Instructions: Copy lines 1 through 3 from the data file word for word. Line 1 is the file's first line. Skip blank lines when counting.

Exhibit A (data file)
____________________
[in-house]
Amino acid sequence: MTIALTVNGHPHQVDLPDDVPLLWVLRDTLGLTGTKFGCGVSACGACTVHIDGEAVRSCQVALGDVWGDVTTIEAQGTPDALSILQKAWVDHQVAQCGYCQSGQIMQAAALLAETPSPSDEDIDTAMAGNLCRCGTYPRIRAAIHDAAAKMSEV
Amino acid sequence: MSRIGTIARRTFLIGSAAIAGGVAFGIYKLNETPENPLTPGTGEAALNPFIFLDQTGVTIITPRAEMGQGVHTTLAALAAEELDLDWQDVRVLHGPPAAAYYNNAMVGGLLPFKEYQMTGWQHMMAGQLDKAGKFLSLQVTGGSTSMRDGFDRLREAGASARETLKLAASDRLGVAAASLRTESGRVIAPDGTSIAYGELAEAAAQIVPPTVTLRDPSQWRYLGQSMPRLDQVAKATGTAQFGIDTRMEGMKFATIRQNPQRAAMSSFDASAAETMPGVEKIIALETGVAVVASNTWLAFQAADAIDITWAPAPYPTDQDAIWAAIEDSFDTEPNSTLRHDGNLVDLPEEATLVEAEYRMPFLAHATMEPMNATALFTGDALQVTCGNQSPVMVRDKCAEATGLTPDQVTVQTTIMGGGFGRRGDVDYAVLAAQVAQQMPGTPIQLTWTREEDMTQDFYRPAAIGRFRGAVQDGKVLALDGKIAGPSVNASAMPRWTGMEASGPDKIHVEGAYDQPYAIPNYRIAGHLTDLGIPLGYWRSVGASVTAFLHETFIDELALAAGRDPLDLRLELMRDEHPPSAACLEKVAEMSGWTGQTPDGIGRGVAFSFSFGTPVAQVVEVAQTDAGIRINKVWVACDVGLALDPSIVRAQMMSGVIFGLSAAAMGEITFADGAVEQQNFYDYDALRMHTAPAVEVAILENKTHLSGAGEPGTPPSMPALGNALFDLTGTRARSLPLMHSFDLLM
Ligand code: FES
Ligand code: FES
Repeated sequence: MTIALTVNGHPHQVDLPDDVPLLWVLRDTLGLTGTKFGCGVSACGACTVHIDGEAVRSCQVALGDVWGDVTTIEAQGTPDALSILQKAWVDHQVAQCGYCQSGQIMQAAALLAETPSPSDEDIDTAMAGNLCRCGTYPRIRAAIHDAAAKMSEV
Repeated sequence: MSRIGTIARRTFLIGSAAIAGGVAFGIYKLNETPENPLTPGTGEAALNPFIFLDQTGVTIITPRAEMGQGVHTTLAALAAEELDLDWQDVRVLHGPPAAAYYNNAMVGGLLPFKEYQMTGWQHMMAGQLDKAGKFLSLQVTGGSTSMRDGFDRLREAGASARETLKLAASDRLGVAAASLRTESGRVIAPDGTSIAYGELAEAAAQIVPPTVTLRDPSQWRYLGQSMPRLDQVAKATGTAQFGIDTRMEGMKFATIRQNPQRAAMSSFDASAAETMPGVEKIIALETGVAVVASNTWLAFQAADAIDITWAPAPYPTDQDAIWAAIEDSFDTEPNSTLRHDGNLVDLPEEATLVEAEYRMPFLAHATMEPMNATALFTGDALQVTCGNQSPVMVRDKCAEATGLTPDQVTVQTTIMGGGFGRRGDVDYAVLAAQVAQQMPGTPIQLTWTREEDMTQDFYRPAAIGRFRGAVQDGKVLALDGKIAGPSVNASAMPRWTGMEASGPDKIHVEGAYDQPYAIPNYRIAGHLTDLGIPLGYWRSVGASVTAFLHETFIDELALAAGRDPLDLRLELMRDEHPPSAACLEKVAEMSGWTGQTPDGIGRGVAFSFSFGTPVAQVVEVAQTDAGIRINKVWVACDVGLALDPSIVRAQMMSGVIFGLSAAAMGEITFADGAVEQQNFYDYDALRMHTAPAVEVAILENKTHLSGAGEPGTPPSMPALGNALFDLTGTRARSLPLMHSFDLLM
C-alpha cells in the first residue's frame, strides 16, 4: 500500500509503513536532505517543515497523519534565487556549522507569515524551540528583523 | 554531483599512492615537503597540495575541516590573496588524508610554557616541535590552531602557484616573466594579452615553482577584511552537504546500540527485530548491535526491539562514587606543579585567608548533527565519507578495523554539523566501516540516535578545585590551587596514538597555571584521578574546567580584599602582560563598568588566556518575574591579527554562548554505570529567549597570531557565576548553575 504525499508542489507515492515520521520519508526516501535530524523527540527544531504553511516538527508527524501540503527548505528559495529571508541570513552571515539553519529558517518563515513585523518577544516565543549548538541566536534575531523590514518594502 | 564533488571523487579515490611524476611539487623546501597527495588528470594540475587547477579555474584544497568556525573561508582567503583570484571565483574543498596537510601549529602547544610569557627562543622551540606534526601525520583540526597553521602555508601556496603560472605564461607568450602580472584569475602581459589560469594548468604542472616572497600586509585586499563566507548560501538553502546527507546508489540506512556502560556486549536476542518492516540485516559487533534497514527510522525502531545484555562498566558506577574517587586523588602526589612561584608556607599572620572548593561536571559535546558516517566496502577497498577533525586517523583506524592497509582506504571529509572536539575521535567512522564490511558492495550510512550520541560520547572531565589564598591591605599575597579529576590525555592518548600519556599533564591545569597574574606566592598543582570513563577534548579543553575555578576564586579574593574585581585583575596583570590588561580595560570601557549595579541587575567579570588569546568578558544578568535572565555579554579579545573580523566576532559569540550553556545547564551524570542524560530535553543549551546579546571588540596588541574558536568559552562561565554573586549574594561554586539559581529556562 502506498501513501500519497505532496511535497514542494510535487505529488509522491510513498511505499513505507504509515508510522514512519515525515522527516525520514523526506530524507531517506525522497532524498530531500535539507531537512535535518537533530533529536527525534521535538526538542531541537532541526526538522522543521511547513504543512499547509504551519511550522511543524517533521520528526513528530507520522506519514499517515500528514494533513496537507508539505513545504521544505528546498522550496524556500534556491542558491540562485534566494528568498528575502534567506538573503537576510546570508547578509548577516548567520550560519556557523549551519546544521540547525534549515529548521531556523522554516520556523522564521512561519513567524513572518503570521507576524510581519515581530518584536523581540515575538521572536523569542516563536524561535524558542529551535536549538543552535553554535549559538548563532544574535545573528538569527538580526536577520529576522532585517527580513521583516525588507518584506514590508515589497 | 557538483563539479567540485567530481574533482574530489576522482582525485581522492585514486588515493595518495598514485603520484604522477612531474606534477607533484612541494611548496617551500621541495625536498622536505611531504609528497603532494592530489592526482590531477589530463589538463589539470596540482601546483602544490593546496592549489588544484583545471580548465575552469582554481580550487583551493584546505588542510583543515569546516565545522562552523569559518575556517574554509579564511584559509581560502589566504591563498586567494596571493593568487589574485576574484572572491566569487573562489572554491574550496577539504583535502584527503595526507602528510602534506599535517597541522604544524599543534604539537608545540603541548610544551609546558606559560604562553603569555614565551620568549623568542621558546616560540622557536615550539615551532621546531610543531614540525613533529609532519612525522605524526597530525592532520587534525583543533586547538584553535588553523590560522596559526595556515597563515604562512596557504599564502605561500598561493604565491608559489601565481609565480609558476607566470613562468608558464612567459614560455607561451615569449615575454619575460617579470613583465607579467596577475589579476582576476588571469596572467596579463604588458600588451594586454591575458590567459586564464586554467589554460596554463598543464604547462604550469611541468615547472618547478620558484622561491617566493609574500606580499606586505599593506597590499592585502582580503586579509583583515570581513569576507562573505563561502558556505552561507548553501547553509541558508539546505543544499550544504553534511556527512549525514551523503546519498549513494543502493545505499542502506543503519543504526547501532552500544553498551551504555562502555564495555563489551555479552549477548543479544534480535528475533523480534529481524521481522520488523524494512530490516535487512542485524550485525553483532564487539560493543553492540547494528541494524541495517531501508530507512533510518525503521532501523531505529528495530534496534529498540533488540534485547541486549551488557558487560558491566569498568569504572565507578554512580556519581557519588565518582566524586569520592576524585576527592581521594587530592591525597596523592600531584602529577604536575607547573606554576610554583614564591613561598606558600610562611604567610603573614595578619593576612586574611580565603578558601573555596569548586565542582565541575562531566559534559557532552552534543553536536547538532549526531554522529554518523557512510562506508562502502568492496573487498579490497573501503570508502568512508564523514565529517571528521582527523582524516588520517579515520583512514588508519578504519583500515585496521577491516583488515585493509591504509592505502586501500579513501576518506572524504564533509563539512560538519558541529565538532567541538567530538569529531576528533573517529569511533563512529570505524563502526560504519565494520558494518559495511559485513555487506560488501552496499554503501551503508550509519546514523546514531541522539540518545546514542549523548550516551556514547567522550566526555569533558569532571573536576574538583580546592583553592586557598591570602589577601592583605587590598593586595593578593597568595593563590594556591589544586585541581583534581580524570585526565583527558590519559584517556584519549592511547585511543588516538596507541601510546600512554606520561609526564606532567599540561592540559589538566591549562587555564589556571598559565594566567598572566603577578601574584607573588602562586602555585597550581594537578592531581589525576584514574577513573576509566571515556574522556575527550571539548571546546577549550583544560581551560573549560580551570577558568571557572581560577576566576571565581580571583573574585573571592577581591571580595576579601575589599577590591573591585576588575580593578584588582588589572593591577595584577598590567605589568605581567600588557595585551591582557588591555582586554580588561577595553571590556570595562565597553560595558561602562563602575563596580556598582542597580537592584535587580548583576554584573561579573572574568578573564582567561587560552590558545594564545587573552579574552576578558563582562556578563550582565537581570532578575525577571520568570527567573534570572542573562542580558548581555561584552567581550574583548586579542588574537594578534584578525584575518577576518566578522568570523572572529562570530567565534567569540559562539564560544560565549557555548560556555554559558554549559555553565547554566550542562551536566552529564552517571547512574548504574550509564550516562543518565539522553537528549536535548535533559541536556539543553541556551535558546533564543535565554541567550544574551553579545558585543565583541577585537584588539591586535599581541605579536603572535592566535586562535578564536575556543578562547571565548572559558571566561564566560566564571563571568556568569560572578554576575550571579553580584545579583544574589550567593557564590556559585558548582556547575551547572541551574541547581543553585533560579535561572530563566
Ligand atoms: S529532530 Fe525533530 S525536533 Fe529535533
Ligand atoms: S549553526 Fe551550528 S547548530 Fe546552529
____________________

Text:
[in-house]
Amino acid sequence: MTIALTVNGHPHQVDLPDDVPLLWVLRDTLGLTGTKFGCGVSACGACTVHIDGEAVRSCQVALGDVWGDVTTIEAQGTPDALSILQKAWVDHQVAQCGYCQSGQIMQAAALLAETPSPSDEDIDTAMAGNLCRCGTYPRIRAAIHDAAAKMSEV
Amino acid sequence: MSRIGTIARRTFLIGSAAIAGGVAFGIYKLNETPENPLTPGTGEAALNPFIFLDQTGVTIITPRAEMGQGVHTTLAALAAEELDLDWQDVRVLHGPPAAAYYNNAMVGGLLPFKEYQMTGWQHMMAGQLDKAGKFLSLQVTGGSTSMRDGFDRLREAGASARETLKLAASDRLGVAAASLRTESGRVIAPDGTSIAYGELAEAAAQIVPPTVTLRDPSQWRYLGQSMPRLDQVAKATGTAQFGIDTRMEGMKFATIRQNPQRAAMSSFDASAAETMPGVEKIIALETGVAVVASNTWLAFQAADAIDITWAPAPYPTDQDAIWAAIEDSFDTEPNSTLRHDGNLVDLPEEATLVEAEYRMPFLAHATMEPMNATALFTGDALQVTCGNQSPVMVRDKCAEATGLTPDQVTVQTTIMGGGFGRRGDVDYAVLAAQVAQQMPGTPIQLTWTREEDMTQDFYRPAAIGRFRGAVQDGKVLALDGKIAGPSVNASAMPRWTGMEASGPDKIHVEGAYDQPYAIPNYRIAGHLTDLGIPLGYWRSVGASVTAFLHETFIDELALAAGRDPLDLRLELMRDEHPPSAACLEKVAEMSGWTGQTPDGIGRGVAFSFSFGTPVAQVVEVAQTDAGIRINKVWVACDVGLALDPSIVRAQMMSGVIFGLSAAAMGEITFADGAVEQQNFYDYDALRMHTAPAVEVAILENKTHLSGAGEPGTPPSMPALGNALFDLTGTRARSLPLMHSFDLLM